A little research revealed the follow about this lovely dish: Chicken Provencal hails from South France – in the Provence region. The basic characteristics of Provencal cuisine are herbs, olives and slow cooking. Naturally, there is much more involved; but those are the basics in a nutshell. One look at the breathtaking charm of the countryside and it’s easy to see why. The use of Thyme, Rosemary, Marjoram and Sage are prevalent in Provencal cooking, as are olives and olive oils. Slow cooking is a must. After all, who would want to be in a hurry here? The countryside invites one to slow down, to savor and live in the beauty of the moment; don’t you think?
While the original recipe called for the use of a whole 3-pound chicken, cut into pieces, I chose to use only the legs. I felt that the dark meat would stand up well to all the other flavors of the pot, and the legs made for a nice presentation. (Besides, I had six packages of drumsticks in the freezer – and this dish seemed the perfect vehicle to utilize at least two of those packages). You can use a whole chicken if you like.
Give yourself plenty of time to gather and prepare the herbs. Chopping fresh Rosemary didn’t take long. Plucking only the leaves from the tender sprigs of thyme was a bit more time-consuming. Usually grasping the thyme at the top and running my fingers downward does the trick. However; the thyme sprigs I recently purchased at the market was thick with tiny off-shoots and the sprigs were so tender and fresh that they unwilling to easily part with their leaves. Plucking was in order – three tablespoonfuls of plucking. Oh, but it was so worthwhile – the aromas and the flavor were exquisite.
1 teaspoon freshly ground black pepper
3 tablespoons fresh thyme leaves
2 teaspoons chopped fresh rosemary
1 tablespoon extra-virgin olive oil
2 tablespoons butter
1/2 cup minced yellow onion
2 cloves garlic, minced
4 cups crushed tomatoes with basil and their juice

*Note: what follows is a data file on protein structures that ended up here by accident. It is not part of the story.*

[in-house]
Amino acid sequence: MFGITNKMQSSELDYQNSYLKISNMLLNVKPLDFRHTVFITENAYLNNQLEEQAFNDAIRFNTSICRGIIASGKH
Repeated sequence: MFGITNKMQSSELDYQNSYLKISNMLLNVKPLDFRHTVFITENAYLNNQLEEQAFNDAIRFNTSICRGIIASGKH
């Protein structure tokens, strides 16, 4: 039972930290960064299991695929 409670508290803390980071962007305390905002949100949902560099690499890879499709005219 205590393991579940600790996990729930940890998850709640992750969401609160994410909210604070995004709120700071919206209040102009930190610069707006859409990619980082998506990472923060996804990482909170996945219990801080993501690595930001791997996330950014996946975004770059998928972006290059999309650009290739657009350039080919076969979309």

1 large can Colossal Black Olives, drained
Gently pull/roll skins back from the chicken legs toward the nubs, revealing the meat. (Think socks or nylons). Rub the chicken all over with the pepper, half of the thyme, and half of the rosemary. Pull/roll the skins back into place so that the herbs are between the skin and the flesh. Set aside until ready to use.
In a Dutch oven large enough to eventually hold all the chicken legs, heat the olive oil and butter over medium-high heat. When it is nearly smoking, add the legs in two batches. As soon as first batch is added to pot, reduce heat and let brown, about 2 to 3 minutes. Turn chicken over and cook for another 1 to 2 minutes to brown the other side.
Remove first batch, increase heat and repeat with second batch. Remove legs once browned and set aside.
Add the onion and garlic to the now empty pot and cook 1-2 minutes, soaking in pan drippings.
Add the crushed tomatoes and their juices, scrapping up any bits clinging to the pot. Return the chicken and any collected juices to the pot, spooning the sauce over the chicken.
Cover, reduce the heat to medium-low and cook until the juices run clear and chicken is nearly falling off the bone, about 90 minutes.
Uncover, turn off heat. Add remaining herbs and olives.
To serve, plate a few drumsticks on each plate. Spoon a little sauce over chicken and garnish with warmed black olives.
Serving suggestions: Serve with Garlic Mashed Potatoes; Polenta with Parmesan and Rosemary or Couscous. A simple salad of young greens is also a nice touch. As would warm French Bread to soak up the beautiful, flavorful sauce.